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Royal Caribbean got rid of the one thing all cruisers hate to do

Royal Caribbean has reinvented the safety drill with Muster 2.0

Royal Caribbean announced it has completely re-imagined the cruise safety drill in order to promote social distancing, while still providing important safety information.

The cruise line will roll out Muster 2.0, which is a new way of conducting the muster drill on its ships.

Instead of lining up at lifeboat stations, which not only requires guests to stop what they are doing and attend a safety course, but also does not adhere to social distancing, passengers will watch the safety instructions from their mobile devices and then report to their muster station at their discretion in order to complete the required maritime regulation.

Royal Caribbean is leveraging its smartphone app in order to comply with international maritime safety laws, which require all passengers to be familiar with where to go and what to do in the event of an emergency at sea.

Muster drills have never been popular with guests, simply because the ship shuts all venues down and you must stand in lines at the muster station while listening to safety instructions. Not only is the event monotonous, but it often is held outdoors in hot temperatures and hearing all the instructions given is never easy. Moreover, it creates mayhem with the elevators and stairs for a significant amount of time after the drill is complete.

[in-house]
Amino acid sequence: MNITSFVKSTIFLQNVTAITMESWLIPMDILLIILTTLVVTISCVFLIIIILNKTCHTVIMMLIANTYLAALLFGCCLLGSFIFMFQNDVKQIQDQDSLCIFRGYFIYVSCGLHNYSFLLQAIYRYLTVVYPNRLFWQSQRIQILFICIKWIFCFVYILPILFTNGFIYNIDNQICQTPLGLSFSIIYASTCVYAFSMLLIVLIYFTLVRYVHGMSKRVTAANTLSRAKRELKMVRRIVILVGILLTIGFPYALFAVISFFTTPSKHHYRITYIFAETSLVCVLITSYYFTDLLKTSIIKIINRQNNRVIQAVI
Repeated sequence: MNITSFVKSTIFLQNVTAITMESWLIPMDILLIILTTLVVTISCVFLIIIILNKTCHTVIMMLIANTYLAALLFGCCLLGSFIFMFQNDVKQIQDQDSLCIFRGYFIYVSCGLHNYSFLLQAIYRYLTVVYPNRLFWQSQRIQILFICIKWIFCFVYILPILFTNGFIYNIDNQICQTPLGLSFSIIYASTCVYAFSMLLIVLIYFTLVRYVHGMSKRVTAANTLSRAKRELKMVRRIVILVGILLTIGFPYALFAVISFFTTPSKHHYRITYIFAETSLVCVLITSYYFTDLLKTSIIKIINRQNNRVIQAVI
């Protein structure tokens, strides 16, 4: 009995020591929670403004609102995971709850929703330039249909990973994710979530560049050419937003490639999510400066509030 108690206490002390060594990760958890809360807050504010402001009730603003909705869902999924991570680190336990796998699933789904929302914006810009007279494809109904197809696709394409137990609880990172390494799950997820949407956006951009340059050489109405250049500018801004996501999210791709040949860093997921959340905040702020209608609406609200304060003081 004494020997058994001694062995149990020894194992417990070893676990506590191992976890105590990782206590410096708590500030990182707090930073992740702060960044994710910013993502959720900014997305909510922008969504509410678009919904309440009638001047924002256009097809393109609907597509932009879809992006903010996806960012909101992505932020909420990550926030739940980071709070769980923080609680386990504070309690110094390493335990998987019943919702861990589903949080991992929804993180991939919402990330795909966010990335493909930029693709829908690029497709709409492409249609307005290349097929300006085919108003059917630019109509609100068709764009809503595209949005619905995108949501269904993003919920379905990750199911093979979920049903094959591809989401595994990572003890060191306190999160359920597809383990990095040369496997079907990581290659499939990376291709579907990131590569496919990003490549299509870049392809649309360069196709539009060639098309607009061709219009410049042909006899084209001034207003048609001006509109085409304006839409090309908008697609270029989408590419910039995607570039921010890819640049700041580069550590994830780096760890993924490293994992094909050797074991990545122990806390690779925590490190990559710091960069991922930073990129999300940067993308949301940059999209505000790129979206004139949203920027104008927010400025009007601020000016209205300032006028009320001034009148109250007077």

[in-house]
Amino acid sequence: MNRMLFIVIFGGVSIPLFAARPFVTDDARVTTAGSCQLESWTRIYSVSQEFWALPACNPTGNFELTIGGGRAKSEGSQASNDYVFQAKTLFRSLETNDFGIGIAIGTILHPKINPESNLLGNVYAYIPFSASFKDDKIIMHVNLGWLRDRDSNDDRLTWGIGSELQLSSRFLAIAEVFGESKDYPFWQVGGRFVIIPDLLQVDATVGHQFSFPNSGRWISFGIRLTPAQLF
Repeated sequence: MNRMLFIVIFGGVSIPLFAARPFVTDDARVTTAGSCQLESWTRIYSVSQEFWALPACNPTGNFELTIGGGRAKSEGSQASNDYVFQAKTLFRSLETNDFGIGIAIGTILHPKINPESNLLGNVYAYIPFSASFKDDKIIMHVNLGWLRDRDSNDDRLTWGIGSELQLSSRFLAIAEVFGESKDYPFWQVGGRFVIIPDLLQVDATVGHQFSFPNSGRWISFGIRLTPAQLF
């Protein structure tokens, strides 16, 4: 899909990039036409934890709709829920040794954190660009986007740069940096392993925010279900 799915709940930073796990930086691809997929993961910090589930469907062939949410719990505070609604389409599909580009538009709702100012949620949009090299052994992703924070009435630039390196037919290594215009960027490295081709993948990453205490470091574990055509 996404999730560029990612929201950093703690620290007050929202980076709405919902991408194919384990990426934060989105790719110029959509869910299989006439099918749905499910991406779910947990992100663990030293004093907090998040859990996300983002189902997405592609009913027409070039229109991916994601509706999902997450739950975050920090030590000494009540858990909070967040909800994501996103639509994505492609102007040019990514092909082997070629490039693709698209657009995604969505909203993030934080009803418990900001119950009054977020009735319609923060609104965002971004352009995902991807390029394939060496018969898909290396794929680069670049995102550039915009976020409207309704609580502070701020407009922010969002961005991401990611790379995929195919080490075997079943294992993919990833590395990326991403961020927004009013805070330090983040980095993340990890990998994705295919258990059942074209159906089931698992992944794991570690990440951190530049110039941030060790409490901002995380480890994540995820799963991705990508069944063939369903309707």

"The new approach also enables everyone on board to maintain better spacing as guests move about the ship, and it allows guests to enjoy more of their vacation with no interruption."

Royal Caribbean briefly tested this new method on a January sailing of Symphony of the Seas prior to the cruise industry shutting down.

"The health and safety of our guests and crew are our number one priority, and the development of this new muster process is an elegant solution to an outdated, unpopular process," said Richard Fain, chairman and CEO, Royal Caribbean Group. "The fact that this will also save guests time and allow the ship to operate without pause means that we can increase health, safety and guest satisfaction simultaneously."

In addition to patenting this new safety drill approach, Royal Caribbean announced it would openly license it to any cruise line that wishes to use it without any royalties. 

So far, TUI Cruises GmbH and Norwegian Cruise Line, Oceania Cruises and Regent Seven Seas Cruises have been granted patent licenses.